So the moment Nick was free, and I was free, I was no longer safe because I would have to be vulnerable. I would have had to surrender into a true intimate bond, or at least be open to one. No matter what my heart said I wanted, a deeper, primal, hyper-vigilant part of me knew better.
I sabotaged what I had waited for more than 18 months for.
I ran away to keep myself safe.
My heart breaks for my 22-year-old self, for whom things got progressively more fucked up, difficult and traumatic from there.
Digging into my own history of secondary gain earlier this year, gave me an awareness of how trauma often begets more trauma. Or as I’ve said in the past, how one day we wake up and realise we are lost, how all these micro navigational tweaks we made to get to our destination or to problem solve storms, ultimately take us off course and now we are so far gone, we don’t remember where home is, much less how to return. And as for the destination, who the hell bloody knows any more?
John Locke believed that the defining feature of voluntary behaviour was an individual’s ability to postpone a decision long enough to reflect or deliberate upon the consequences of a choice. I know my trauma and my own personal foot locker of personal narratives made me reactive, especially in my 20’s with fewer responsibilities to hold me in place. I never contemplated the consequences of a choice; not when I just wanted to be safe. I still struggle to create that space of postponement to make true choice an option over reactivity.
I wish I could send a missive back to 22-year-old me and say: sit with the pain. Face what you’re really afraid of, because it’s what’s standing between you and what you really want. Nick cares about you. You’ll regret this if you run.
In my 20’s I became really good at running. It’s a hard habit to break
when it becomes a tried-and-true method of finding the next moment of safety. I continued to adapt my pattern of running when geographical relocation wasn’t an option. It is still hard to remind myself to stop and be in the moment; to not abandon myself.
Even after I became aware of my attraction to unavailable men, I kept drawing them to me. Until finally, I met someone who was willing to take me on my own terms, and give me space to unfurl my trauma (and I’ve been doing that now for 19 years). I'm not convinced it is entirely out of my system though.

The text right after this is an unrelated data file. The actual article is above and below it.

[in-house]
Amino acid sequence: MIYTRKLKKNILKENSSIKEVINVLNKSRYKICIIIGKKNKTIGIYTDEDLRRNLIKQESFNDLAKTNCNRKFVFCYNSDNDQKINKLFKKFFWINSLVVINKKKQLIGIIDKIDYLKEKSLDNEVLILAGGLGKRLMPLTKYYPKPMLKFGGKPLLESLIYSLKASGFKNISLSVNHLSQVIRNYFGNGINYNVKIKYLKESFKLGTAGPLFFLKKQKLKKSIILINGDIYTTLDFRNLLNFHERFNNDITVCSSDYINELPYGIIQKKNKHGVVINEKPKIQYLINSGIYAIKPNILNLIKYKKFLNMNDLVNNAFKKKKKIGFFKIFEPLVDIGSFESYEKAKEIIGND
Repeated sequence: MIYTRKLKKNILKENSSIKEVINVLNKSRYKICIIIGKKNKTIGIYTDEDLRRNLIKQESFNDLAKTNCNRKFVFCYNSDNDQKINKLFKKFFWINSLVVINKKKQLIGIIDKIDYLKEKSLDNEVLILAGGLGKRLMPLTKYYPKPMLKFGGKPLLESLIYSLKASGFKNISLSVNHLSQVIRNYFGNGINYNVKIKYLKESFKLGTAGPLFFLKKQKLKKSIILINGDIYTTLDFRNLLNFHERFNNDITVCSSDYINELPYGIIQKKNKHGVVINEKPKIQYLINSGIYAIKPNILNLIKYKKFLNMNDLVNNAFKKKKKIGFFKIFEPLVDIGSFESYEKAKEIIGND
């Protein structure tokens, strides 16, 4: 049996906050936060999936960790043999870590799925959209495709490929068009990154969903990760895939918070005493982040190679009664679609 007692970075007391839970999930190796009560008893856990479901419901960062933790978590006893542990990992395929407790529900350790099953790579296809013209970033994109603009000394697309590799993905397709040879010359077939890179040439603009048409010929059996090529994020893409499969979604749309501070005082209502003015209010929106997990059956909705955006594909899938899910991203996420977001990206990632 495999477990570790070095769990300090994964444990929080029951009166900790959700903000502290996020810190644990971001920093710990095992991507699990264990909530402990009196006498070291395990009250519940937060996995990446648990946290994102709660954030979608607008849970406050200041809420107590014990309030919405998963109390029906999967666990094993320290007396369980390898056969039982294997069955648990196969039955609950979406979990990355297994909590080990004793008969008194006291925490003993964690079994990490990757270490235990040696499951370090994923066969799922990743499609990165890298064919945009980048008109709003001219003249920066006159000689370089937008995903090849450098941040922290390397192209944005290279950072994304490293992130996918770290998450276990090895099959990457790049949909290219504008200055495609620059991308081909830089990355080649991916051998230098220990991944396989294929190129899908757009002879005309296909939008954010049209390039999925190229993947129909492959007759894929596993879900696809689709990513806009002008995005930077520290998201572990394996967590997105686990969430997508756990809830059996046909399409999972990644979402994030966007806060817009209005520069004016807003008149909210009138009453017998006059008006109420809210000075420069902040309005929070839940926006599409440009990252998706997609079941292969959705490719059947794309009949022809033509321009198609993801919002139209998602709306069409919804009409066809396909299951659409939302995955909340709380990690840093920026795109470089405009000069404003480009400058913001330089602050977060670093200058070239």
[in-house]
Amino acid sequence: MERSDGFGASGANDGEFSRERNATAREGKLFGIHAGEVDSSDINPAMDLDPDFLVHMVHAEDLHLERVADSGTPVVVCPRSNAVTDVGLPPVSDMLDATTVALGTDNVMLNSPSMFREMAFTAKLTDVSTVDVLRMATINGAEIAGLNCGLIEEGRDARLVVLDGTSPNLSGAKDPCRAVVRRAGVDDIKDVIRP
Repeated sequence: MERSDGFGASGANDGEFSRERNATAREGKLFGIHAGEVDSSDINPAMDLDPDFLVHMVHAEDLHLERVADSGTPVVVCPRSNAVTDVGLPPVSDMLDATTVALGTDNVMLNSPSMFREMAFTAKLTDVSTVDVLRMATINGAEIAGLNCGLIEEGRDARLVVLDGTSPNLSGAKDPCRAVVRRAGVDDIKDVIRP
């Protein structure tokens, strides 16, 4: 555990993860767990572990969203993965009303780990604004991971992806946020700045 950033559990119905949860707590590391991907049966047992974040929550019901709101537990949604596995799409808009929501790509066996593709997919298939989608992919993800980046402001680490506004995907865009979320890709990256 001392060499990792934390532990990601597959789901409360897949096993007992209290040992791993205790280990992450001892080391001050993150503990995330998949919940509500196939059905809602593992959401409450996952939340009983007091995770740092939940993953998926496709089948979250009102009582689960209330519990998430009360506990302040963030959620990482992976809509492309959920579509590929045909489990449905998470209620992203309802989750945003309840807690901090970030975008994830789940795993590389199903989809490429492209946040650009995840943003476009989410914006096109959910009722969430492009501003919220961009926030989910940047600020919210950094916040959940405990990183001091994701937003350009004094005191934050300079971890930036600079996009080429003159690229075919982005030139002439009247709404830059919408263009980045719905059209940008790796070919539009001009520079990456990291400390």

Only time will tell.
What and how we remember things has a powerful effects on shaping our future. I read recently that memory has a way of shaping our expectations and I absolutely believe there is more than a nugget of truth in that.
Causal determinism, one debate within the free will argument is the concept that events within a given paradigm are bound by causality in such a way that any state (of an object or event) is completely determined by prior states. Reading that, as part of research for a future novel project, made me realise trauma as an ‘event’ negates free will in fundamental ways. We do not have space to postpone a decision. We lose our ability to choose. We are completely bound to the past because we are just trying to stay safe in the present.
We often don’t even understand what’s happening, the process is so hardwired. It happens without us even being consciously aware.
Trauma becomes our compass, our map, our reality and our future reimagined through the same smudged and broken lens.
My teacher, Lhamo, says a different map arrives if your compass is fear compared with love.
There will never be a time when REM’s “Night Swimming” comes on and I don’t remember Nick, or wonder what happened to him or wish there was a way to say sorry. The difference is I no longer blame him and within a different context of truth I hold myself with greater gentleness, kindness and compassion.
I remember I am not my trauma. Not anymore.
Image: Amir Esrafili via UnSplash